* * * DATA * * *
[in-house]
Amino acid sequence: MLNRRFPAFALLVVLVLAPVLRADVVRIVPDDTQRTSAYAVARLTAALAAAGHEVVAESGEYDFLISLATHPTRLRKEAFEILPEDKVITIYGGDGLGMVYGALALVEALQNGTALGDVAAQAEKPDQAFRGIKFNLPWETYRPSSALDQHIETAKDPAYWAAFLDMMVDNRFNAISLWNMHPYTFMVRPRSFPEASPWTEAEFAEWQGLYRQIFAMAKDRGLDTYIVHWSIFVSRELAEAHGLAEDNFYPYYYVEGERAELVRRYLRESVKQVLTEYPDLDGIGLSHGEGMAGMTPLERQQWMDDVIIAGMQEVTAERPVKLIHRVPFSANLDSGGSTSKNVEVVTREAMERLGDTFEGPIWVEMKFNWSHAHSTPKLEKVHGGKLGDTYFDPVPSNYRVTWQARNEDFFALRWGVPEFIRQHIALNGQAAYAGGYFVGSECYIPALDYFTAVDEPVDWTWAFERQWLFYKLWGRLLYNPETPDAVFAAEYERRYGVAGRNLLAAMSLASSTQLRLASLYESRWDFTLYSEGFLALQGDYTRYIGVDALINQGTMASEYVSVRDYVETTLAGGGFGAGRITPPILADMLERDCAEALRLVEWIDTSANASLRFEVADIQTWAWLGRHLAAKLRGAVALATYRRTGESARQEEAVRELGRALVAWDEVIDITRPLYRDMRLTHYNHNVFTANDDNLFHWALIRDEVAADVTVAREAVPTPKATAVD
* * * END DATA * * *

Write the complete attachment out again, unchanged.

[in-house]
Amino acid sequence: MLNRRFPAFALLVVLVLAPVLRADVVRIVPDDTQRTSAYAVARLTAALAAAGHEVVAESGEYDFLISLATHPTRLRKEAFEILPEDKVITIYGGDGLGMVYGALALVEALQNGTALGDVAAQAEKPDQAFRGIKFNLPWETYRPSSALDQHIETAKDPAYWAAFLDMMVDNRFNAISLWNMHPYTFMVRPRSFPEASPWTEAEFAEWQGLYRQIFAMAKDRGLDTYIVHWSIFVSRELAEAHGLAEDNFYPYYYVEGERAELVRRYLRESVKQVLTEYPDLDGIGLSHGEGMAGMTPLERQQWMDDVIIAGMQEVTAERPVKLIHRVPFSANLDSGGSTSKNVEVVTREAMERLGDTFEGPIWVEMKFNWSHAHSTPKLEKVHGGKLGDTYFDPVPSNYRVTWQARNEDFFALRWGVPEFIRQHIALNGQAAYAGGYFVGSECYIPALDYFTAVDEPVDWTWAFERQWLFYKLWGRLLYNPETPDAVFAAEYERRYGVAGRNLLAAMSLASSTQLRLASLYESRWDFTLYSEGFLALQGDYTRYIGVDALINQGTMASEYVSVRDYVETTLAGGGFGAGRITPPILADMLERDCAEALRLVEWIDTSANASLRFEVADIQTWAWLGRHLAAKLRGAVALATYRRTGESARQEEAVRELGRALVAWDEVIDITRPLYRDMRLTHYNHNVFTANDDNLFHWALIRDEVAADVTVAREAVPTPKATAVD